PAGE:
1142. Clinical Relevance of Staphylococcus aureus Healthcare-Associated Bloodstream Infection Classification in a Children's Hospital
Session: Poster Abstract Session: MRSA/VRE Epidemiology
Friday, October 9, 2015
Room: Poster Hall
Background: Staphylococcus aureus (SA) bacteremias cause significant morbidity and mortality. Studies have shown differences in susceptibility patterns and risk factors between hospital-acquired (HA), community acquired (CA) and health care-associated (HCA) SA bacteremias. However, HCA is a recent term, and the clinical significance of the HCA classification of SA bacteremia in the pediatric population has not been established.  The aim of this study was to evaluate characteristics of HA, CA and HCA SA bacteremias in a pediatric cohort.

Methods: We conducted a retrospective chart review of all pediatric patients admitted to our children’s hospital from 2011-2014 who had a blood culture positive for SA. An episode of bacteremia was defined as positive cultures occurring during a distinct hospital encounter, or separated by a minimum of 14 days. Each bacteremia episode was classified as CA, HCA, or HA based on predefined criteria involving time of blood culture collection, and patient comorbidities. Risk factors for bacteremia, underlying conditions, concomitant infection sites, antibiotic susceptibility profile, and outcomes were recorded. Statistical analysis was done using R software and GraphPad Prism, and p<0.05 was considered significant.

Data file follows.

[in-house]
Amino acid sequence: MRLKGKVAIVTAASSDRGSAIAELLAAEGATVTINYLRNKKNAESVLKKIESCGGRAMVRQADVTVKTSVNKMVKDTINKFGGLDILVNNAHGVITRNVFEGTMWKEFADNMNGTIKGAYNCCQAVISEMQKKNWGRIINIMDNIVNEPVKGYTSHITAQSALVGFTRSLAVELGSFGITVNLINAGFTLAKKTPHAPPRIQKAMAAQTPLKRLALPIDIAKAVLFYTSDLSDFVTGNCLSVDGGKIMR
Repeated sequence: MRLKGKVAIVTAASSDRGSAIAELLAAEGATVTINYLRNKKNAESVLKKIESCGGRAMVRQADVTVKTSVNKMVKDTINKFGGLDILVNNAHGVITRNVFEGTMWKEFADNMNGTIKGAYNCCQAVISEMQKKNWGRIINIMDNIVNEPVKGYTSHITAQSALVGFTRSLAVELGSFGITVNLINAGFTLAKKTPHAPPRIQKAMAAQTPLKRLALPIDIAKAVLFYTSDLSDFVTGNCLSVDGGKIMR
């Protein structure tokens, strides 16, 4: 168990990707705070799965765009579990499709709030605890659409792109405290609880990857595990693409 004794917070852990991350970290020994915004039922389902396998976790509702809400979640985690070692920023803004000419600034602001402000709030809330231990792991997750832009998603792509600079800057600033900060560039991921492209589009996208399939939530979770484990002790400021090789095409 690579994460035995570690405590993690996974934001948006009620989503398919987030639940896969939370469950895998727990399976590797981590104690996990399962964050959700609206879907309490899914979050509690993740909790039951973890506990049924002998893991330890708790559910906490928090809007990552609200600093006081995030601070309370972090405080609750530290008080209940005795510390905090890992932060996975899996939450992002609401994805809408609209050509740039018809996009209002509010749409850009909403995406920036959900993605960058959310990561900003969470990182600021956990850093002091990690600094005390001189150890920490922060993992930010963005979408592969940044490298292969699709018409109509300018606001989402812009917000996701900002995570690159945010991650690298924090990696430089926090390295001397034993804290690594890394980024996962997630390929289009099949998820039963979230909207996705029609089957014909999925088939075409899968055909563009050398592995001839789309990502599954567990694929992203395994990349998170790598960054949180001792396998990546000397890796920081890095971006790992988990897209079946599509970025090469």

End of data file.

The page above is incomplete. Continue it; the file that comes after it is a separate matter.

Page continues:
Results: Forty-four children had 63 episodes of SA bacteremia over the 3-year period.  Two of these episodes were considered contaminants by the treating team and were excluded. History of prior SA infection varied significantly between groups (HCA 77%, HA 45%, CA 0%; p=0.0005), as did history of prior SA bacteremia (HCA 51%, HA 15%, CA 0%; p=0.004).  Concomitant osteomyelitis was seen in 83% of CA bacteremia cases, compared with 0% of the HCA and HA cases (p<0.001).  CA SA bacteremia isolates were more likely to be clindamycin susceptible (100%) compared with the HCA (42%) and HA (60%) isolates (p=0.028).  Patients with HCA SA bacteremia were more likely to be readmitted in the next 30 days (57%), compared with 17% for the CA group, and 20% for the HA group (p=0.01).

Conclusion: CA, HCA and HA pediatric bacteremia cases differ in their clinical characteristics, antibiotic susceptibility and outcome measures.  These data support the clinical relevance of these classifications in the pediatric population.

Emily Schaaf, MD, Pediatric Infectious Diseases, University of Minnesota, Minneapolis, MN and Pui-Ying Iroh Tam, MD, Pediatric Infectious Diseases and Immunology, University of Minnesota, Minneapolis, MN


E. Schaaf, None

P. Y. Iroh Tam, None

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